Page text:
Ever since he started shooting home movies with his family's bulky video camera, Jon M. Chu knew he wanted to be a filmmaker. But after directing several Hollywood blockbuster films like G.I. Joe: Retaliation and Now You See Me 2, Jon felt uninspired by the stories he was bringing to the silver screen.
In 2018, he directed Crazy Rich Asians — the first Hollywood film with a majority Asian cast in 25 years — and in 2021, Lin Manuel Miranda's In the Heights.
An accompanying comic, illustrated by Fred Chao, can be found here.
On what woke him up to issues within Hollywood
I am a result of a lot of people paving the way and a lot of people speaking out and getting my attention and waking me up. I speak about the internet a lot, because it is where I could be shaken up, where people were posting about #OscarsSoWhite or about why are Asian characters this way or that way. And there's a campaign with #StarringJohnCho, where they would take John and put him on posters of big action movies or romantic movies as the lead actor. And it really hit me when I saw those things that you can't unsee that. Why aren't these things happening? That doesn't make any sense to me.
And when I processed that something is very wrong with Hollywood ... then I realized: Oh, I am literally Hollywood. I'm in the position where I can hire whoever I want, and I'm not doing it either. So if I'm not doing it, then why would anyone else do it? I think all of those things really connected for me when going into Crazy Rich Asians.
On using and bending stereotypes in Crazy Rich Asians
I am not in the business of telling artists what they can or cannot be doing or what they should or should not be doing. However, I do believe that I was meant to do this movie. When I read the script at first, which was not written by an Asian person, it was not a funny movie, because it couldn't go to the places that I could. It wasn't funny — it was stereotypical.
So I got to go in the script with [screenwriter] Adele Lim and ... make the rules. Ken Jeong, I could flip it on him and say, "You're not going to have an accent in this, but let's trick the audience. Your first line is going to be in an accent, so you can mess with the audience and check them on that." And Jimmy O. Yang, "you can be as ridiculous and crazy, and guess what? You're allowed to be rude. We're allowed to be anything we want." And I think that freedom on set was really contagious.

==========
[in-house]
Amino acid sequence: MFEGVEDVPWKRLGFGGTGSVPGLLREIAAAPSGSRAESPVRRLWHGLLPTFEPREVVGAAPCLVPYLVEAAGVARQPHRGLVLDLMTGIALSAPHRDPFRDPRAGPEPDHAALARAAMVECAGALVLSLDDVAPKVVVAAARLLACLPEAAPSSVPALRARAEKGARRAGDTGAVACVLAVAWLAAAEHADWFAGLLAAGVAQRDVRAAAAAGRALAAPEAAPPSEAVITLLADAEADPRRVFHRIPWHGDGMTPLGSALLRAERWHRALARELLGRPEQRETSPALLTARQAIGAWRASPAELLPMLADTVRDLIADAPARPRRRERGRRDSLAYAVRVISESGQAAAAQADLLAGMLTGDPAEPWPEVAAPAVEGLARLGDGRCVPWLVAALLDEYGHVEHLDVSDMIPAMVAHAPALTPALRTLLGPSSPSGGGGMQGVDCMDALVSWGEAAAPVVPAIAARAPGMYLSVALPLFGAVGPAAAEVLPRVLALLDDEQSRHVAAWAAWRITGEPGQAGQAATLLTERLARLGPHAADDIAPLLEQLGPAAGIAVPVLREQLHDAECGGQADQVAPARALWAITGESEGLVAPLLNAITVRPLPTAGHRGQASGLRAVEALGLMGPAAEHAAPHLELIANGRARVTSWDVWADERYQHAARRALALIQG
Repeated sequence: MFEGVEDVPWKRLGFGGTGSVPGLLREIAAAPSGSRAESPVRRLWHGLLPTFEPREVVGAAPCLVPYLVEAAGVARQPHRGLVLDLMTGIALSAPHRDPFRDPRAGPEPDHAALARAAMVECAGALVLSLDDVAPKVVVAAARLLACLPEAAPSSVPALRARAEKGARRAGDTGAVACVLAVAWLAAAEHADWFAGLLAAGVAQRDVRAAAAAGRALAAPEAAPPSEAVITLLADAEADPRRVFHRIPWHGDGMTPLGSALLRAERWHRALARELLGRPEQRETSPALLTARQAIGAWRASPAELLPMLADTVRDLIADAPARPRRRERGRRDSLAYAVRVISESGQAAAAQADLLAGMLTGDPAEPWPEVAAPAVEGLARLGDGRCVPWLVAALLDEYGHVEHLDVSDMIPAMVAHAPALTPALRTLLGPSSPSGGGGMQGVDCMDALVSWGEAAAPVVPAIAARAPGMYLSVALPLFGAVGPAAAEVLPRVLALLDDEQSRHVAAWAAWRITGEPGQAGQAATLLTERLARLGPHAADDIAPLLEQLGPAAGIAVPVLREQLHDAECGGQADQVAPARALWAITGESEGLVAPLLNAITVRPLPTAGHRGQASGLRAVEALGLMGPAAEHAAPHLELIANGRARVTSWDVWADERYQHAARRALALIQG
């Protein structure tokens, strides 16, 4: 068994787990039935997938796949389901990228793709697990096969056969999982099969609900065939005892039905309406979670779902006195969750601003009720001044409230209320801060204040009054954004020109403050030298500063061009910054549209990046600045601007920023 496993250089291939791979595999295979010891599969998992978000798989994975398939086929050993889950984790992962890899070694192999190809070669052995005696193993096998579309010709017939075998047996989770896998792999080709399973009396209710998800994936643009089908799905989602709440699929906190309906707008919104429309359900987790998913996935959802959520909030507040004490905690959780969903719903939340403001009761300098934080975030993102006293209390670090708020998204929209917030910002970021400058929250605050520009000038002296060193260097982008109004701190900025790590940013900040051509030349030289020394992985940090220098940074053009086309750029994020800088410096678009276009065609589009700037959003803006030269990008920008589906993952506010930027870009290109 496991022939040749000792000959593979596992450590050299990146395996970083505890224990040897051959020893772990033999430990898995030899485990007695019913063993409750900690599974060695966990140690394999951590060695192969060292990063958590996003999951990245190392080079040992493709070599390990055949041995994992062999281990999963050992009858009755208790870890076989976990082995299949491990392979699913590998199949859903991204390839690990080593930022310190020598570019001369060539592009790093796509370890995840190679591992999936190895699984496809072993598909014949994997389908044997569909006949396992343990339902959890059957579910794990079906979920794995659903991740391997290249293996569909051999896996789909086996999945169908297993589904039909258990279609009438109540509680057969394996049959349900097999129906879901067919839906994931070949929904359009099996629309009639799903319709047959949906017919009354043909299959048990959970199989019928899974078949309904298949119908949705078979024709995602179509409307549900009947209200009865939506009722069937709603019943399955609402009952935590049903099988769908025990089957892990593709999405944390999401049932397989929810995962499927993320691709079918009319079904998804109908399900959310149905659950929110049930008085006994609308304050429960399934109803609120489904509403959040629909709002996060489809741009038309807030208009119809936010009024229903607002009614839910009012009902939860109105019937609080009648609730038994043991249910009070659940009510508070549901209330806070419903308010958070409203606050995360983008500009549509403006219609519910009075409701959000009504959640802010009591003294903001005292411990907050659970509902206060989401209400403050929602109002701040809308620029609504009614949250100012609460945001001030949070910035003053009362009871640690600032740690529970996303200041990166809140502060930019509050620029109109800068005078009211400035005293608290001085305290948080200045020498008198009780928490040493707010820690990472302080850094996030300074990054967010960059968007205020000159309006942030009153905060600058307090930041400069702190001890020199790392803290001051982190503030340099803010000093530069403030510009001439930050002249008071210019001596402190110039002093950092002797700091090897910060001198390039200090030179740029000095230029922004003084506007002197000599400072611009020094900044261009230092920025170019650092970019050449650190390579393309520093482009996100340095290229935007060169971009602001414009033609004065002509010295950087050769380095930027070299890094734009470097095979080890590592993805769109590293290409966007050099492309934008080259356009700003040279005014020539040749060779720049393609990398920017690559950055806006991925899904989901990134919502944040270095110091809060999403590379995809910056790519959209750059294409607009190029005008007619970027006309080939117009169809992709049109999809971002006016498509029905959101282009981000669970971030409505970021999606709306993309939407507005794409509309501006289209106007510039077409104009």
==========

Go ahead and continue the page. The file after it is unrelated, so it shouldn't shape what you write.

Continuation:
In terms of individual actors, I think it did a lot for all of them. Henry Golding, who hadn't acted before in his life ... he's the lead of a big action movie. Constance Wu being nominated for a Golden Globe; Nora [Lum] hosting SNL — that's incredible to me. These things didn't happen because of Crazy Rich Asians, but I'm just proud that we were a big piece of getting them out there and exposing their talents, because they still have a lot more to give.
On directing In The Heights
When I saw In the Heights [on Broadway], I was crying because I saw my immigrant family. I came from a Chinese family, a working-class family that took care of each other, and that's what this show was about. So I always thought that's what I'm bringing to the table. I'm not Latino. I'm not from Washington Heights. I'm a California kid. But the core of those relationships ... I could communicate that.
And I'm so glad I did [In the Heights] after Crazy Rich Asians, because Crazy Rich Asians woke me up. Seeing people see the movie, realizing they're not alone in the Asian identity crisis ... bringing their friends who are Asian, their grandparents who haven't been to the movies in years, then going out to eat afterwards the same food you just saw in the movie. To me, that was so powerful to experience, so going into In the Heights, I only protected those things. I'm not Latino, but you tell me, what are the traditions? What are the sauces I need to have on this table? Where is everyone sitting? To me, Crazy Rich Asians gave me the experience to make room and make time to have these conversations.
On the responsibility he feels as an Asian American filmmaker
When I think of a responsibility as a storyteller, I don't think of it as weight. ... I think the American story is built of many different cultures, different people, languages, music, dance, whatever it may be. But ultimately, there is joy and hope in the world; there are more good people than bad people. That's what I want my stories to tell. I want you to come to the movies and come out of it feeling hopeful. Not naive, but hopeful that if we all do our little piece, that we can meet this moment that is begging us to see each other and empathize with each other ... that our stories can do a little bit of that and move us forward. That makes it more containable for me.
This episode of TED Radio Hour was produced by James Delahoussaye and edited by Sanaz Meshkinpour. It was adapted for the web by Janet W. Lee.
Our production staff also includes Christina Cala, Matthew Cloutier, Rachel Faulkner, Fiona Geiran, Diba Mohtasham and Katie Monteleone. Our intern is Harrison Vijay Tsui. Jeff Rogers is our executive producer.